Ms. Sanchez said through informal conversations she’s had with government officials, both in the minister’s office and at Global Affairs Canada, she’s heard “talk of, we might have to make hard decisions.”

She said she’s heard from a few people in the department that “even in the worst-case scenario, we’re still going to find ways to implement this new vision.”

One director of a Canada-based non-governmental organization, who spoke on the condition neither he nor his organization would be named as it receives funding from the government, said “what we’ve been hearing from the past couple of months from conversations with government, is to lower the bar for our expectations.”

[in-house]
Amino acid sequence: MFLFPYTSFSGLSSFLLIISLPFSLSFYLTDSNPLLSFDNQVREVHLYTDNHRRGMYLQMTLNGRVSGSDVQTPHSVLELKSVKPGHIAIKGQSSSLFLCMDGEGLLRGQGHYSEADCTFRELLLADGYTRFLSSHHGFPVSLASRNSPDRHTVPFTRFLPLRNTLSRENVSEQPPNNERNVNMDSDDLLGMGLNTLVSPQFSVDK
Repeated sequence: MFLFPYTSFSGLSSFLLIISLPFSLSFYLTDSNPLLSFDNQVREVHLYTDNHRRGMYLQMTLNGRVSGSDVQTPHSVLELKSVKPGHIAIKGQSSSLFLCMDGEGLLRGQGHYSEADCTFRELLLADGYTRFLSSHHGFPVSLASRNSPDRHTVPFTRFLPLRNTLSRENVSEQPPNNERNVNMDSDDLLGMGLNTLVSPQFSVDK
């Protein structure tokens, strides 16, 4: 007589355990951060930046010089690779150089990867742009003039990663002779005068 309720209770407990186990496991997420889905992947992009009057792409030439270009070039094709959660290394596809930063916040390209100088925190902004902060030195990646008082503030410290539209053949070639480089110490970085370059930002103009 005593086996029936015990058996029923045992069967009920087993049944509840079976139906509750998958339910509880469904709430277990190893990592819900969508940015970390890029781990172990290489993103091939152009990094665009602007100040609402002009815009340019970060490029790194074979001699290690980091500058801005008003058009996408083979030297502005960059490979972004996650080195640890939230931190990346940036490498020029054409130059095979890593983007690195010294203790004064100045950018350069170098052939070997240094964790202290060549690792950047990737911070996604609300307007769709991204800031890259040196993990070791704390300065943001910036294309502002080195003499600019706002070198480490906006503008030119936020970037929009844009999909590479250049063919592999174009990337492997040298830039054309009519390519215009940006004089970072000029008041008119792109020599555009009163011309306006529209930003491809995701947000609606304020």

“Our organization put a lot of time and a lot of money into this with the idea that here was a chance Canada was promising to reinvest,” he said.

Now, he has the impression that the outcome of the review “will really be to tell us what to cut back on,” rather than what to expand on, as hoped.

“That is [the] kind of language we weren’t hearing before. People that are close to the Global Affairs file—it’s a much more cautious tone. It’s understandable as we’re getting close to the budget,” Ms. Sanchez said.

In an emailed statement via her communications director Louis Belanger, Ms. Bibeau said her main priority “is to ensure that Canadian aid dollars make the greatest difference on the ground.”

“Over the past year, we engaged with our partners and with Canadians to build a new international assistance policy. We are in the process of changing course and we will set a clear vision,” she said.